Will A Robot Take Your Writing Job?

The pandemic has accelerated automation in non-creative fields, but are creative jobs vulnerable, too?

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Photo by Photos Hobby on Unsplash

But what about more creative jobs?

For a long time, people have touted the relative safety of “creative” professions. While computers are already better than humans at things like processing data, sensory perception, recall, and predictable physical motion, humans outpace computers in soft skills like empathy, unstructured problem-solving, and unpredictable physical movement.

So, will a robot take YOUR writing job?

Well that depends on the kind of writing you do. AI software might be more efficient than humans at developing SEO content or generating B2B emails (If you’re a Gmail user, you’ve noticed algorithms creeping into your responses already). So, in the future, platforms might be flooded by AI-created, SEO-optimized, targeted clickbait. Writers whose careers rely on sheer volume and formulaic writing might have difficulty competing with AI-generated work. In fact, some bots are writing clickbait headlines already.

So, how can you protect your writing career?

1. Write for yourself

There will always be a market for high-quality copywriting and clients who will pay big money for SEO-optimized prose. But the same clients who are abandoning quality freelancers for race-to-the-bottom job boards are the same ones who are going to switch to AI writers, if they turn out to be cheaper.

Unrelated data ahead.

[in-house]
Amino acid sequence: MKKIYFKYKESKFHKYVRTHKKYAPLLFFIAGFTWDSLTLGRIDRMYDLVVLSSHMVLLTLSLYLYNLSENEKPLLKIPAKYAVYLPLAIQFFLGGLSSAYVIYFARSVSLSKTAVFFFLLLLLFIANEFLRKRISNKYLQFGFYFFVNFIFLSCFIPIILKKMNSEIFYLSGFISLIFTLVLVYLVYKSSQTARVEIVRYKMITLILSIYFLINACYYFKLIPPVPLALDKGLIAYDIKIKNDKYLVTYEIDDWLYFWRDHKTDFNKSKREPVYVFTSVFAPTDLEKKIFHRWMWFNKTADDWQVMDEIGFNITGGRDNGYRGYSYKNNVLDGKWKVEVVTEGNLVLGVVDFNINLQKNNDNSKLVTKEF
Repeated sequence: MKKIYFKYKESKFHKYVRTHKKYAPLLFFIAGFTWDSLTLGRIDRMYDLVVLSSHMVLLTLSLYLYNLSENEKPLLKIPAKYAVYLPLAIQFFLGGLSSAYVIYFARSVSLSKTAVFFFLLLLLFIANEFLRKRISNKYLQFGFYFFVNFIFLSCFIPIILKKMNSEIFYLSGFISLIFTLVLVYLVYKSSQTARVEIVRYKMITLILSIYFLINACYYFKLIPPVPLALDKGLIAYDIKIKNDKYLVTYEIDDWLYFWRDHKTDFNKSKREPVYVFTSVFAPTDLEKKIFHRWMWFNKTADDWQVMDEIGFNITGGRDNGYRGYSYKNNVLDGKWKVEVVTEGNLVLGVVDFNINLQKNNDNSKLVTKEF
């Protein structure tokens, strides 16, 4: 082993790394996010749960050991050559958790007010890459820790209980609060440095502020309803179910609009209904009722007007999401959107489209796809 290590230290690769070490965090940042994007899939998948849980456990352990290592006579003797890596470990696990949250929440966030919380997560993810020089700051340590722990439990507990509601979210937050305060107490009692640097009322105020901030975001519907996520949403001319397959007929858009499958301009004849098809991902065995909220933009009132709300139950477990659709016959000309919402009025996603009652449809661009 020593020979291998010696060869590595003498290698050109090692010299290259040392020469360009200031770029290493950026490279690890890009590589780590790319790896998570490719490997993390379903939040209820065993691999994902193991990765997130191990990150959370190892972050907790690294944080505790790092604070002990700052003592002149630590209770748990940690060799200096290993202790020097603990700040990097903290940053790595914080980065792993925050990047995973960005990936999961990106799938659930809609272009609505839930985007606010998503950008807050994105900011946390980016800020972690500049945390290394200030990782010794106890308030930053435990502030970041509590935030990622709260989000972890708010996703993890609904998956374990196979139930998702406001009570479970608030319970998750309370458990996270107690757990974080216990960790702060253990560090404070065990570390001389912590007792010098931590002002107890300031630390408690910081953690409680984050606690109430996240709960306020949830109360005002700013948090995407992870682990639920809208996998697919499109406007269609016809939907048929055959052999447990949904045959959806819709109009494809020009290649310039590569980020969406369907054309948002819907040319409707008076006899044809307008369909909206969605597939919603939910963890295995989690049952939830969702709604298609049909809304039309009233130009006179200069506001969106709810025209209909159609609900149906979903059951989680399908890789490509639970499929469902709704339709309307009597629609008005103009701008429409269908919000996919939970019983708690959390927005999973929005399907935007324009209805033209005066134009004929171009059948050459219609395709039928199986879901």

2. Interact with your audience; build a following

Building your audience now will help you when the glut of AI writers arrives. New steamy romance writers might not be able to compete with a bot that can churn out a 300-page book a day with passable prose that flawlessly adheres to the conventions of that particular niche. But, if you have a mailing list and a back catalog, you’ve got a leg up.

3. Learn constantly

Language models are trained on enormous data sets full of text. From these texts it “learns” the patterns of language such that it can produce coherent prose. But the craft of writing is built on finding novel ways to express novel ideas.

4. Use AI tools when possible

As I said before, it’s likely that AI in the near future will be used, not to take over writing jobs, but to make writing easier. Thus, you’re not just competing against bots, you’re competing against every human writer using AI to aid their output. Refusing to take part in what will be the biggest technological advancement in Letters of the 21st century will put you decades behind in terms of output, market access and strategy. Can AI help you meet your daily writing goals? Can it help you develop headlines more quickly or give you a good foundation for your first draft?

Freelancer, former lawyer, aspiring novelist. Kind of a New Yorker. In awe of everyday things.

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